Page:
Bob Dylan Wins Nobel Prize For Literature

In a huge surprise, singer-songwriter Bob Dylan was awarded the Nobel Prize for Literature, the organization announced on Thursday, Oct. 13, 2016.

Dylan, 75, was awarded the prize for "having created new poetic expressions within the great American song tradition," according to the official website of the Nobel Prize. He's the first American to win the Nobel Prize for Literature since author Toni Morrison, who won in 1993.

The Swedish Academy continued to praise Dylan in its biography of the "Like a Rolling Stone" icon. "Dylan has recorded a large number of albums revolving around topics like the social conditions of man, religion, politics and love," the biography reads. "The lyrics have continuously been published in new editions, under the title Lyrics. As an artist, he is strikingly versatile; he has been active as painter, actor and scriptwriter."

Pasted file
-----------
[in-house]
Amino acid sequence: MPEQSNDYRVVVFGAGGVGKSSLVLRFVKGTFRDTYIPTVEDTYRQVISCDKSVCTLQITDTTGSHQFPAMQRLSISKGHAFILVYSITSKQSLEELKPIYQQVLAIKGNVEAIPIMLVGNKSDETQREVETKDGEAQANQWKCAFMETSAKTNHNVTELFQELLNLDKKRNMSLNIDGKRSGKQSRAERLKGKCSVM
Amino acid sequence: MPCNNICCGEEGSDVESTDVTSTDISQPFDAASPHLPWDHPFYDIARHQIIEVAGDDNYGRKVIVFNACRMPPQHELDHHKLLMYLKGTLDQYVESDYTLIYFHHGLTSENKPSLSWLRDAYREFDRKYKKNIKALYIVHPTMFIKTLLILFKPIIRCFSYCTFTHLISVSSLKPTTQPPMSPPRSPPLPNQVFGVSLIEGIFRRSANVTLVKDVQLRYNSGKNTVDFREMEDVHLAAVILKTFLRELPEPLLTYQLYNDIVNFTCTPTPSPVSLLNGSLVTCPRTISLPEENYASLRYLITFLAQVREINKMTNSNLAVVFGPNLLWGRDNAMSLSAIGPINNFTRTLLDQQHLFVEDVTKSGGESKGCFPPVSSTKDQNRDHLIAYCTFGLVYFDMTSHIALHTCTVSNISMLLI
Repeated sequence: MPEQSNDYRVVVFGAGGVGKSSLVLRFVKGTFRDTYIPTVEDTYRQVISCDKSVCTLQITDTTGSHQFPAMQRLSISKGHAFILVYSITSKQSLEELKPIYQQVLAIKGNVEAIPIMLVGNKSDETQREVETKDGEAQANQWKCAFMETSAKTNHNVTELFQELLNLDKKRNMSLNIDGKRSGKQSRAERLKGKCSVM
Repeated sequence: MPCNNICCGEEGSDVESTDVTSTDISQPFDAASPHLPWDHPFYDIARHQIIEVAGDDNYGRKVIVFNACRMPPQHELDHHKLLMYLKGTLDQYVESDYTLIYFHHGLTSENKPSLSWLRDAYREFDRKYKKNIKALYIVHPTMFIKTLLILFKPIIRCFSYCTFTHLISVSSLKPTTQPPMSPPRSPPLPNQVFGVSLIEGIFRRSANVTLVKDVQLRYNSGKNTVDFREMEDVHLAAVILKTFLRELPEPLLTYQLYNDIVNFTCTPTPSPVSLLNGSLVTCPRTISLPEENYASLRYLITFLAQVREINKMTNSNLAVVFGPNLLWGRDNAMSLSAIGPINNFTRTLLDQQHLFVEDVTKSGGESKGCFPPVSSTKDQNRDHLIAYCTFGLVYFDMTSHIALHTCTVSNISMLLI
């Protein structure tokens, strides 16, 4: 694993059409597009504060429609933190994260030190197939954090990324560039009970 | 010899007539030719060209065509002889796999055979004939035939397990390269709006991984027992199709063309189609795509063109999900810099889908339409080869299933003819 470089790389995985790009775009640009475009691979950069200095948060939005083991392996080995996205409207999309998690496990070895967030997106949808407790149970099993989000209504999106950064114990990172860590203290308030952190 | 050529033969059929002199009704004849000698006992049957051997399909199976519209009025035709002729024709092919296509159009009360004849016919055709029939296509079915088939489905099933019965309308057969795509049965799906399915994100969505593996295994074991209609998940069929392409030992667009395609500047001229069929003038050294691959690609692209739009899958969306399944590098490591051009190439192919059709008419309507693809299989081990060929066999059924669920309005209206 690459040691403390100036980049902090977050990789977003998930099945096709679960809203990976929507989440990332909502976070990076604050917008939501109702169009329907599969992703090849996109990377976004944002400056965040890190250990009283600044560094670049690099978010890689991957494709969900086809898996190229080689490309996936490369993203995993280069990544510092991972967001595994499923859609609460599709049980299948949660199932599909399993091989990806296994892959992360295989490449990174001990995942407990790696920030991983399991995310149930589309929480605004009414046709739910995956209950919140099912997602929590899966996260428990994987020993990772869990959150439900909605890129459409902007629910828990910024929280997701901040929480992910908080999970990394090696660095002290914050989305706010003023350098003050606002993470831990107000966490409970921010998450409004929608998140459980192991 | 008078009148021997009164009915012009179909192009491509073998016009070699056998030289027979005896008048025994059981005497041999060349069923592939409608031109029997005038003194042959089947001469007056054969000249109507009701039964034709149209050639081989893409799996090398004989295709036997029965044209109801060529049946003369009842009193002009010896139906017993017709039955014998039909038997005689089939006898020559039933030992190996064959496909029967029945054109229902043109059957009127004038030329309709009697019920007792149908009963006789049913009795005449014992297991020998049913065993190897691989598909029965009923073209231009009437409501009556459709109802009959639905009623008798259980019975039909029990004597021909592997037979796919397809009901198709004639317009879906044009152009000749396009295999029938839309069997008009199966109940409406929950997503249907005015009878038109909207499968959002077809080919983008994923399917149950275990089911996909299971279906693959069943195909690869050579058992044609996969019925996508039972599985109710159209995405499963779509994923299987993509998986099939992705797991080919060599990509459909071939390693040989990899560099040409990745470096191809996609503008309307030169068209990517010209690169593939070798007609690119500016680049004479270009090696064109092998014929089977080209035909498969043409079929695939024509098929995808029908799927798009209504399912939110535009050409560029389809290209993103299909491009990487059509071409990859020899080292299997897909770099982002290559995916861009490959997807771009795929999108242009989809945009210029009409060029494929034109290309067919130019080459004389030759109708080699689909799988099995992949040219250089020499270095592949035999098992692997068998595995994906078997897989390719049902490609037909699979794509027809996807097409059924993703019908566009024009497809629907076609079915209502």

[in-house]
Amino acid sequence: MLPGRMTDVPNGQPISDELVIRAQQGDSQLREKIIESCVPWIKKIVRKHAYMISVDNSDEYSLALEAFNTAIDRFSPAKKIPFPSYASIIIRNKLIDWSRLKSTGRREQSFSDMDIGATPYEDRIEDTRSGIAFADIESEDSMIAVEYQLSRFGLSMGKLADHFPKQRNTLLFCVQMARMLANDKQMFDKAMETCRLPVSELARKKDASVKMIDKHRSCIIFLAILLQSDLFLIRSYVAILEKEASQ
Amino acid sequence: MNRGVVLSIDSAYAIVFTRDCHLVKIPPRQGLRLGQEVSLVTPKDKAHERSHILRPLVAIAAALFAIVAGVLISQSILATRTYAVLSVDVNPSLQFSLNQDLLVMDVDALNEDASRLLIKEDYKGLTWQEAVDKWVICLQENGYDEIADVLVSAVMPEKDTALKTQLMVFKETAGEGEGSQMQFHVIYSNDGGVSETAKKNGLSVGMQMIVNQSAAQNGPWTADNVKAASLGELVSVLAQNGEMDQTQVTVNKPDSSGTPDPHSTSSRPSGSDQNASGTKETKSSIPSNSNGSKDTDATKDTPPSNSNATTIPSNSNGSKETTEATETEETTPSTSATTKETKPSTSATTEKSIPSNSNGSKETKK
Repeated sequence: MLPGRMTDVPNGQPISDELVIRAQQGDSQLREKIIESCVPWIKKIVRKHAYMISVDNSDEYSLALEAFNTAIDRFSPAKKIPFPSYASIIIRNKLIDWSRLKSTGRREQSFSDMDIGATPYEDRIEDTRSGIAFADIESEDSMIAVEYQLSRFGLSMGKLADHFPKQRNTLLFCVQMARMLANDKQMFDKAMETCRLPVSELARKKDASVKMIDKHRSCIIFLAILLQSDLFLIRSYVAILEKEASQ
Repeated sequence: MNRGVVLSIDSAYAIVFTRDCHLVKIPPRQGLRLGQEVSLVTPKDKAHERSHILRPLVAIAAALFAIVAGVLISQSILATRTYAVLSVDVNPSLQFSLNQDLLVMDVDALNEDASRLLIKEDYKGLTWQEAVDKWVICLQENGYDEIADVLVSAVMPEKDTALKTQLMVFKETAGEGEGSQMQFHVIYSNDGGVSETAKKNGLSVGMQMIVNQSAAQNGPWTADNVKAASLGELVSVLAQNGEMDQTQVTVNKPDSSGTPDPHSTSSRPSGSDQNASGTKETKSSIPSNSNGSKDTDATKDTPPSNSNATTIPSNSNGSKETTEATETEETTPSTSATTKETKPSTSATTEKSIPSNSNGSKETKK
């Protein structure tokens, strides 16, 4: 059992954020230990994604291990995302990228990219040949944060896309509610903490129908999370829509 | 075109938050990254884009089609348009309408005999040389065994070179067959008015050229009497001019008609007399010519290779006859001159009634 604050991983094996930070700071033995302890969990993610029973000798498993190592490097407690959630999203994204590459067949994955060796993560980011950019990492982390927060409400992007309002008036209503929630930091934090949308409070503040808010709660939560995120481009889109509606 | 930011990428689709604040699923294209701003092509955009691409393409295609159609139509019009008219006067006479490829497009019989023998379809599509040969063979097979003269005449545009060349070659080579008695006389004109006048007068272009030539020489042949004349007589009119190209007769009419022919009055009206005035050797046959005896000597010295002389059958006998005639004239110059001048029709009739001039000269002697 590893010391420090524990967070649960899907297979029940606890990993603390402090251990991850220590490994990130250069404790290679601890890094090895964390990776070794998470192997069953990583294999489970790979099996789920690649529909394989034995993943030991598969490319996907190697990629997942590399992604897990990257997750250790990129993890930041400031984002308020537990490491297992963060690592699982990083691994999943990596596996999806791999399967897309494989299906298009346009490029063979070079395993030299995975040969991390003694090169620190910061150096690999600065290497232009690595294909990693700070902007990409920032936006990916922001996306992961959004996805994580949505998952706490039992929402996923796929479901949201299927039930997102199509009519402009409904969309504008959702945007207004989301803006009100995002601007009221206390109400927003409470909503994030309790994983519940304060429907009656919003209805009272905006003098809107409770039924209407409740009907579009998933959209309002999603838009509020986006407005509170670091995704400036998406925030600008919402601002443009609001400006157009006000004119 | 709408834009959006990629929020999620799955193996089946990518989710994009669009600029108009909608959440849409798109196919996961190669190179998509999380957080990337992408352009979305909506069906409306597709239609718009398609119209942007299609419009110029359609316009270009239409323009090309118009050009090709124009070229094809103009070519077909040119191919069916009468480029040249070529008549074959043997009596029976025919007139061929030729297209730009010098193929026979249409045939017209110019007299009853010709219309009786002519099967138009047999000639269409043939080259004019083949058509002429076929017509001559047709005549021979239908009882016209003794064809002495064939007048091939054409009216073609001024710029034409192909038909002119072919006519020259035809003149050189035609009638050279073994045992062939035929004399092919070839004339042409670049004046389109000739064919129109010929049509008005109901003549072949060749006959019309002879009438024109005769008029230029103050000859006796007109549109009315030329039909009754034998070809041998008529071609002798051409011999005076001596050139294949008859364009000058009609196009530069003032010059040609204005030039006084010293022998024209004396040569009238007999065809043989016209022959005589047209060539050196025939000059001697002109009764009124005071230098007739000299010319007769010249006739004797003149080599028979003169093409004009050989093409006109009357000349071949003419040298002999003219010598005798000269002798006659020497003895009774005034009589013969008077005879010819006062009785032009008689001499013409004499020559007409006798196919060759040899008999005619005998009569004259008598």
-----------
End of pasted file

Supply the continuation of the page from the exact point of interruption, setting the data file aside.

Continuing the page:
In addition to the award, which is given for a lifetime of writing, Dylan will take home a little over $900,000, according to the New York Times. He joins other iconic winners in this category including William Faulkner, John Steinbeck and the aforementioned Morrison.

The Times also points out that numerous people have been lobbying for Dylan to receive the award over the years, including former Rolling Stones bassist Bill Wyman. "Mr. Dylan's work remains utterly lacking in conventionality, moral sleight of hand, pop pabulum or sops to his audience," Wyman wrote in a 2013 op-ed titled "Knock, Knock, Knockin' on Nobel's Door." "His lyricism is exquisite; his concerns and subjects are demonstrably timeless; and few poets of any era have seen their work bear more influence."